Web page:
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SEC Backs Amazon Holders On Global Tax Transparency Vote
A Roman Catholic priest told Law360 on Wednesday that he won the U.S. Securities and Exchange Commission’s approval for a vote among fellow Amazon.com shareholders on his global tax transparency proposal, bypassing the company’s request to block his measure.
The Rev. Séamus Finn told Law360 that his proposal for a shareholder vote will be included in materials at the corporation’s annual meeting in May, when a landmark vote will take place on whether to force Amazon to publicly disclose tax payments in each country of operation. Finn works on policy and investments for the Missionary Oblates of Mary Immaculate — a 200-year-old congregation based in Aix-en-Provence, France — whose attorney Con Hitchcock said the SEC’s denial of Amazon’s no-action request is a watershed moment in tax transparency.
OMI JPIC Joins Investors Urging the SEC to Mandate Disclosures on COVID-19 Risks & Responses June 16th, 2020
Investors and the general public are struggling to understand how the COVID-19 pandemic is impacting the economy and the financial markets. At the same time, the federal government is distributing trillions of dollars in financial support to mitigate the economic impact of the pandemic.
OMI JPIC recently joined 98 investors, state treasurers, public interest groups, labor unions, asset managers & securities law experts to urge the U.S. Securities and Exchange Commission (SEC) to institute new disclosure requirements that would allow investors and the public to analyze how companies are acting to protect workers, prevent the spread of the virus, and responsibly use any federal aid they receive.
Oblate JPIC Applauds Court Decision to Uphold Congo Minerals Disclosure August 13th, 2013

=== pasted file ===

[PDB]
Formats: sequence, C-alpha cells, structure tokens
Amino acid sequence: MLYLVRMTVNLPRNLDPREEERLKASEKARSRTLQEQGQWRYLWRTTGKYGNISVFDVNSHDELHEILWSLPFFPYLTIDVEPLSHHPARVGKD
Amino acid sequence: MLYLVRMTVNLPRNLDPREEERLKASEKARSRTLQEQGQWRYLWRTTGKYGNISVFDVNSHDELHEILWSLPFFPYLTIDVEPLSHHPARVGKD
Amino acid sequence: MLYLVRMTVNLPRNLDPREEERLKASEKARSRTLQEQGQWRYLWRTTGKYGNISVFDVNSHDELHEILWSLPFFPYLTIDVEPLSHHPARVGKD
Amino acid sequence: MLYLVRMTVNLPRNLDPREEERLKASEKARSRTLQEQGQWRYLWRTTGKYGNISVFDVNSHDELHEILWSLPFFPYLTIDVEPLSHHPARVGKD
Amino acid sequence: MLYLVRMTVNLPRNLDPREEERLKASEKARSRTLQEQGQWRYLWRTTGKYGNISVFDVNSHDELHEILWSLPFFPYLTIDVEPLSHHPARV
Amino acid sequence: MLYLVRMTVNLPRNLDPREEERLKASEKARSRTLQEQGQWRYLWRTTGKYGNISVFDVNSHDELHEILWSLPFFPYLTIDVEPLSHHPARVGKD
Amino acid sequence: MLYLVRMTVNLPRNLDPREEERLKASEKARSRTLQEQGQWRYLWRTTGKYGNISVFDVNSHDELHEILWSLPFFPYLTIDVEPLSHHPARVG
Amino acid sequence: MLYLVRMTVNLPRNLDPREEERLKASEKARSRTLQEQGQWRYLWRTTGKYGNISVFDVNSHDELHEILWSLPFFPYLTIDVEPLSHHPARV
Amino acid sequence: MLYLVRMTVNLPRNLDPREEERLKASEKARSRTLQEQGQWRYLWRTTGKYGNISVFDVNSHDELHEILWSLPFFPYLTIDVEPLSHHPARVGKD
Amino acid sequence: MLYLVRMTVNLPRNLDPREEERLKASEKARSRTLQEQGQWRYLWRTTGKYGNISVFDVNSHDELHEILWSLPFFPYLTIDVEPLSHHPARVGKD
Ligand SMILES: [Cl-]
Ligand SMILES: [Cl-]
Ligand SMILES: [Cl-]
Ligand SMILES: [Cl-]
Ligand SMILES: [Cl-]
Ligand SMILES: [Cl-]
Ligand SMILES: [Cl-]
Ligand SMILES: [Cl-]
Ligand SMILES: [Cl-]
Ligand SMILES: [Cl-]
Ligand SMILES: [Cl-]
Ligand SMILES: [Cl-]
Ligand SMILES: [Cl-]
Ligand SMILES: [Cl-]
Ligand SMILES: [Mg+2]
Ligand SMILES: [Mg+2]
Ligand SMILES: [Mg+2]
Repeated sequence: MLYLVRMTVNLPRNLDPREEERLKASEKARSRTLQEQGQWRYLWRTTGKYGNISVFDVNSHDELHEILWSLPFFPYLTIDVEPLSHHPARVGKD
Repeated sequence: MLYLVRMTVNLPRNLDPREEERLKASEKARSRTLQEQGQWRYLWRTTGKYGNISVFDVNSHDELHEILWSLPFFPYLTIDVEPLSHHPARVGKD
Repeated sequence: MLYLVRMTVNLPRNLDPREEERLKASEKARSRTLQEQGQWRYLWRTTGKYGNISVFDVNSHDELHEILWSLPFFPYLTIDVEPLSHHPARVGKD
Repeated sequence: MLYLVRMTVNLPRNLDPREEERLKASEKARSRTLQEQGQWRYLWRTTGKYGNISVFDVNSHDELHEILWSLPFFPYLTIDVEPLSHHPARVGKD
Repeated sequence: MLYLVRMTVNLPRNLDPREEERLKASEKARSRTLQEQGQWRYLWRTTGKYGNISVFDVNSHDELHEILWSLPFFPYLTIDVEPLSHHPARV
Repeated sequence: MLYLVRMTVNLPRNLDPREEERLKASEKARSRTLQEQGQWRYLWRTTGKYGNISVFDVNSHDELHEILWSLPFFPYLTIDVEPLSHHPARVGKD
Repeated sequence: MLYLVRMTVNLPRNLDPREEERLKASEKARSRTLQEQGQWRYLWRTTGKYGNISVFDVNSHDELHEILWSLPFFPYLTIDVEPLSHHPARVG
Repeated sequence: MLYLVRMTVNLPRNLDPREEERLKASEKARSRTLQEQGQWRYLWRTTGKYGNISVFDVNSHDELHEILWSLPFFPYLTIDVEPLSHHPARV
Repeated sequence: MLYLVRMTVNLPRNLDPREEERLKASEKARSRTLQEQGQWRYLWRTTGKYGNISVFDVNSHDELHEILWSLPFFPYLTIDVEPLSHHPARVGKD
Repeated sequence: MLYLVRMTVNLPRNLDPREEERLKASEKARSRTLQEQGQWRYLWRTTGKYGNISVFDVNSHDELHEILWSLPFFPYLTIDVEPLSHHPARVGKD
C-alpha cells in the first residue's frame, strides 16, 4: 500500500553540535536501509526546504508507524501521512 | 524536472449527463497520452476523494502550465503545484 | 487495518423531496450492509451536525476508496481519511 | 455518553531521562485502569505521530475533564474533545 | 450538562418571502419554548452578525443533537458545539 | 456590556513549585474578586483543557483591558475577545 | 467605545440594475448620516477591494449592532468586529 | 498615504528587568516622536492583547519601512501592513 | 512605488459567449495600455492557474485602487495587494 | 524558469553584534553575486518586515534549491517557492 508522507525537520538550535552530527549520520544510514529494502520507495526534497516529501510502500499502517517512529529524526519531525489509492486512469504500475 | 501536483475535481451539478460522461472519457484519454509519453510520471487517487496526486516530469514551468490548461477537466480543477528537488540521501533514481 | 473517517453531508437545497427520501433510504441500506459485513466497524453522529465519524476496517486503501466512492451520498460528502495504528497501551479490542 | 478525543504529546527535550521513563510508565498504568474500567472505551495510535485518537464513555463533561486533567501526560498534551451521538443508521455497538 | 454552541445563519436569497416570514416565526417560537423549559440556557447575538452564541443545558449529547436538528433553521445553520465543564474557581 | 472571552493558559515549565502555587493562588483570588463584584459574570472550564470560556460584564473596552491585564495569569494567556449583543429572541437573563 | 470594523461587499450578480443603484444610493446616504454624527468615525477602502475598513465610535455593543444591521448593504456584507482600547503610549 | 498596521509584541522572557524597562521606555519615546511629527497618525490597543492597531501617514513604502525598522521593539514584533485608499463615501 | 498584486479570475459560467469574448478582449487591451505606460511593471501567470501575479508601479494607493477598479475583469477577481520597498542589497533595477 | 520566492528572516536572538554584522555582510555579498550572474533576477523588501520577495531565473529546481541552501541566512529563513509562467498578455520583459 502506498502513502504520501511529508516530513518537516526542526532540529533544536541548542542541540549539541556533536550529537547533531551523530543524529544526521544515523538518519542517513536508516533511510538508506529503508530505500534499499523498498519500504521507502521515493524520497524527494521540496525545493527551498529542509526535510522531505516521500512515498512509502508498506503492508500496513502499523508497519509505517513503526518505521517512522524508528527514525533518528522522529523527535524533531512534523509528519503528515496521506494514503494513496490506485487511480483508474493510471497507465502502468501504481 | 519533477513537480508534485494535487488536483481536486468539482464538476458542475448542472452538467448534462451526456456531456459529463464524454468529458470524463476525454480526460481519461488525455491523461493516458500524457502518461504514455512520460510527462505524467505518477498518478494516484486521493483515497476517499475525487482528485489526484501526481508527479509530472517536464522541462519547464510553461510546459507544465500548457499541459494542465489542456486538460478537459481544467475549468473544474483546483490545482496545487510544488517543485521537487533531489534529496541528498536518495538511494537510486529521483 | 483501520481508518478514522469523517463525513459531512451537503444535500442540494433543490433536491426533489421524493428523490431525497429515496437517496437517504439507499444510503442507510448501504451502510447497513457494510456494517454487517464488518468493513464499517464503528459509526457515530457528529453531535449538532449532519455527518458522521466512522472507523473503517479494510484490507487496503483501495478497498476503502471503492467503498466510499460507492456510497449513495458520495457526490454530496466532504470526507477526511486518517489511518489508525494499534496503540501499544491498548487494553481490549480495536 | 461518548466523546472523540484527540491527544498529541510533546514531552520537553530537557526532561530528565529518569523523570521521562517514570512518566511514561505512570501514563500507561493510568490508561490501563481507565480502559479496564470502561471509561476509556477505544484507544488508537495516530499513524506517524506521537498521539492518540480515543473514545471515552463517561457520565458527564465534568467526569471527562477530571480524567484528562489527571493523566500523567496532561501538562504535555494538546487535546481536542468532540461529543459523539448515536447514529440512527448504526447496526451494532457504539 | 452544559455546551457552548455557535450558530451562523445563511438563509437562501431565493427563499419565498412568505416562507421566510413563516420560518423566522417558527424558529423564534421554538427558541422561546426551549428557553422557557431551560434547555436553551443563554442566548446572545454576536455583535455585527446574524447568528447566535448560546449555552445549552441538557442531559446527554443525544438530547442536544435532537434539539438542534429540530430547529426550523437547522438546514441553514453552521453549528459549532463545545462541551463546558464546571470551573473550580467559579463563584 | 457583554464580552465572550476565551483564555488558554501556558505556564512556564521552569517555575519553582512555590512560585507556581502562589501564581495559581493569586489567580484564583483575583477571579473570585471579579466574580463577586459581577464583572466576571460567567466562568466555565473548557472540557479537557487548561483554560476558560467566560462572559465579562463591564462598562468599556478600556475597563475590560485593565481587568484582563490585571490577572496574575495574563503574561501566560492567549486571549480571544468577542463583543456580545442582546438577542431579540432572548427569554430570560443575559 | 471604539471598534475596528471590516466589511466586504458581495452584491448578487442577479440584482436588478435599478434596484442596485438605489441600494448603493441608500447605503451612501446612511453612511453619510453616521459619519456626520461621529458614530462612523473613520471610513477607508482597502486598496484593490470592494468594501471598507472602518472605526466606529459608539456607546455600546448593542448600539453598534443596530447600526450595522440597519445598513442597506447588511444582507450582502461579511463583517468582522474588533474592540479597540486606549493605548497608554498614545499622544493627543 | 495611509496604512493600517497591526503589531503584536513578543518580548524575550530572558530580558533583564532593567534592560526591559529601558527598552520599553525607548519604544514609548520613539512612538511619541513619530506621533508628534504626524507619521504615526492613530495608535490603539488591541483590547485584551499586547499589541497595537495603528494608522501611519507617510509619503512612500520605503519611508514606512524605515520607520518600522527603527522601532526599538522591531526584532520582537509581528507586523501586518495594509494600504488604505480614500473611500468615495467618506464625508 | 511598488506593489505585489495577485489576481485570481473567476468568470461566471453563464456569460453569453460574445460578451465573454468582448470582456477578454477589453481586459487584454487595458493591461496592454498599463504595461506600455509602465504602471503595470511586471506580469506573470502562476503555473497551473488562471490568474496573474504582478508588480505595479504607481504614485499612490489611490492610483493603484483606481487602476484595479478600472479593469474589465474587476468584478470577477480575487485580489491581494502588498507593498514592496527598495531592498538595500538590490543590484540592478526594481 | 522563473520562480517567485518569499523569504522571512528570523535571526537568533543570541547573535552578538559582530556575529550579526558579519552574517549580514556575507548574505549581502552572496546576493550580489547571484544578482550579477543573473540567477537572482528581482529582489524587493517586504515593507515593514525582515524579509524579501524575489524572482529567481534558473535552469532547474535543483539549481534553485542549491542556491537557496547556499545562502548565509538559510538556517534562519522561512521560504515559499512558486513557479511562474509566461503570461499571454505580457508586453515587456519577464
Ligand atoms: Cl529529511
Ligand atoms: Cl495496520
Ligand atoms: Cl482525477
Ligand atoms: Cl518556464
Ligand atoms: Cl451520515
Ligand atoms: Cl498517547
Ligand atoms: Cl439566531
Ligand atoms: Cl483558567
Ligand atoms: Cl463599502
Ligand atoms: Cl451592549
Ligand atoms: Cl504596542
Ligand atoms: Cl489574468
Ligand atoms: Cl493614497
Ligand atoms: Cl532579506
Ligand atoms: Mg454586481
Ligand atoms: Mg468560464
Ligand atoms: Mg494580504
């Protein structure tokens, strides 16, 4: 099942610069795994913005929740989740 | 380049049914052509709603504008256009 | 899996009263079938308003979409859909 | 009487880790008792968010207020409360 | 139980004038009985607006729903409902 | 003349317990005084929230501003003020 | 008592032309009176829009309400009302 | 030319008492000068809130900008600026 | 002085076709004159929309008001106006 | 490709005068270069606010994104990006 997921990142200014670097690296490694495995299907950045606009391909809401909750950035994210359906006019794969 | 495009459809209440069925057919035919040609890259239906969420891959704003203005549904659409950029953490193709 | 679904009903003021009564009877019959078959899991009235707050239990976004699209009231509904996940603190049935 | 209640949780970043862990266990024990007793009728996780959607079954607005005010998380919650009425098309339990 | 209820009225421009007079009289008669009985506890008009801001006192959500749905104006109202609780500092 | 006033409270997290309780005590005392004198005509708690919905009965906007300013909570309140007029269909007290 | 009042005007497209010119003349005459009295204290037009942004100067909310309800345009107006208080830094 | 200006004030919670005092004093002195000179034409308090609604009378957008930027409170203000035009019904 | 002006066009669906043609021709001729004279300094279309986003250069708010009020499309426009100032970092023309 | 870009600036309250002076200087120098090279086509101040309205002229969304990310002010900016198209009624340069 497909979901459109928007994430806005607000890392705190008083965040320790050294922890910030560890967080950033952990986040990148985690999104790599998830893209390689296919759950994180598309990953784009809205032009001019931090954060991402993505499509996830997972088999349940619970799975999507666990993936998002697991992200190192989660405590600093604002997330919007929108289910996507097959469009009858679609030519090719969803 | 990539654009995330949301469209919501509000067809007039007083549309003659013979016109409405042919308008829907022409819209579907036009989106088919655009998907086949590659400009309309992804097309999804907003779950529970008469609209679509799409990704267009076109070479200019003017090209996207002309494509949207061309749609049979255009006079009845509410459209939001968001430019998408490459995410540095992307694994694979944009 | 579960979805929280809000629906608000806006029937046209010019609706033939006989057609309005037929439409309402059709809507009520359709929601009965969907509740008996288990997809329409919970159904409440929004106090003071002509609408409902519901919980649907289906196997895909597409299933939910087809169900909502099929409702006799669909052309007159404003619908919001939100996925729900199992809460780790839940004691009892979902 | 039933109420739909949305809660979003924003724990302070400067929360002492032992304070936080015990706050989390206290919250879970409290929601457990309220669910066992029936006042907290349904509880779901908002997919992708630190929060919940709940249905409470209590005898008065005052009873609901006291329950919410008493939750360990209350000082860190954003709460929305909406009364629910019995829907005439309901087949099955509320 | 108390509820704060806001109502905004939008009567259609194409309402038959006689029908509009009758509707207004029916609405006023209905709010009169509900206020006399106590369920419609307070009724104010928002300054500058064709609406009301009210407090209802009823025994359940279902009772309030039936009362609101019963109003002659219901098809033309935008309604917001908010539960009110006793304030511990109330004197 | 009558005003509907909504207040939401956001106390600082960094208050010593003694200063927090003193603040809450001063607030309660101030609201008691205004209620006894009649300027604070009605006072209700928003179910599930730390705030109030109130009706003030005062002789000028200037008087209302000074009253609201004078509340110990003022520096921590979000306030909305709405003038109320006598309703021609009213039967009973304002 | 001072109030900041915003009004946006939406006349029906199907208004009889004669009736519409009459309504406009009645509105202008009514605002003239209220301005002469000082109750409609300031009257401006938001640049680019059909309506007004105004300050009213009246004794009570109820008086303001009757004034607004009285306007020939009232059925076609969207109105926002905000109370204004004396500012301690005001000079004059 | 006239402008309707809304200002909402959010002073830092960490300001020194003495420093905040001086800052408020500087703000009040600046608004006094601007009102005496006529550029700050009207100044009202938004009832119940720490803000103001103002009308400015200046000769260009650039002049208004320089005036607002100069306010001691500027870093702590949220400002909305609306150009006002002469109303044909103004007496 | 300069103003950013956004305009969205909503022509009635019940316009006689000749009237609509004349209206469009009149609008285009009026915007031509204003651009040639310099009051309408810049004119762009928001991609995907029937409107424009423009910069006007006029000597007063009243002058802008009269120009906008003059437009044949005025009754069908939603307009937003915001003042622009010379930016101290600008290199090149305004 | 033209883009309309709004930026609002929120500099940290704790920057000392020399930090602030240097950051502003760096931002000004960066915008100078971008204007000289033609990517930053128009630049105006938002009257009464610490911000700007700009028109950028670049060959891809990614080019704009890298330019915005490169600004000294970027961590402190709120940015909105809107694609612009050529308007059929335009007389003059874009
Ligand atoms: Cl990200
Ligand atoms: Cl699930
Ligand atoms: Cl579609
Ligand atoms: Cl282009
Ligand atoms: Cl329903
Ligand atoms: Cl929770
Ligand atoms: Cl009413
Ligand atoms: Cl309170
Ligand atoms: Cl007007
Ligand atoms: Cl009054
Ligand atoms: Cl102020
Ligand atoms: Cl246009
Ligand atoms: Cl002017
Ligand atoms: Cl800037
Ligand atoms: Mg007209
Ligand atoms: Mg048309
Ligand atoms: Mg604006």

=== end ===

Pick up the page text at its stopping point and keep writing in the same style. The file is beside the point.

On July 23, the DC District Court ruled in favor of the Securities and Exchange Commission’s (SEC) rules which upheld section 1502 of the Dodd–Frank Wall Street Reform and Consumer Protection Act against the National Association of Manufacturers, Chamber of Commerce and the Business Roundtable. Section 1502 requires companies registered with the SEC to carry out due diligence and to disclose whether or not their products contain conflict minerals from the Democratic Republic of the Congo (DRC) and adjacent countries. The Missionary Oblates JPIC office applauds this decision as a victory for the people of the Democratic Republic of Congo. For more information, read the investor’s letter (download PDF) or visit www.iccr.org.
Credit: Image from the Puget Sound Business Journal (http://www.bizjournals.com/seattle/news/2012/10/11/new-sec-rule-forces-manufacturers-to.html)
Intel Posts its White Paper on Conflict Minerals to the SEC website December 2nd, 2011
Socially responsible shareholders have applauded Intel Corporation for responding to their concerns and suggestions around conflict mineral policy and transparency. The Company agreed to post the company’s white paper “Intel’s Efforts to Achieve a ‘Conflict Free’ Supply Chain” to the SEC website last week.
Over the past several months, many shareholders affiliated with ICCR (including the Missionary Oblates) have pressed Intel to use its position as a sustainability leader to educate, and influence the marketplace on this issue. Being the first issuer to post a white paper on the SEC’s website is a significant step toward informing a broader audience of real progress being made by industry-wide and multi-stakeholder processes to bring an end to the bloodshed in the DRC minerals supply chain.
Conflict Minerals in Our Cell Phones, Laptops March 1st, 2011
According to a UN Panel of Experts and others the conflict in the Democratic Republic of Congo is being fueled by a multi-million dollar trade in minerals. The armed groups perpetuating this violence deal in five main minerals used in electronic products and found plentifully in eastern Congo – coltan, gold, tin, tungsten and tantalum.
To see where various electronics companies rank in using conflict-free minerals and to send them messages, go to Raise Hope for Congo (English only)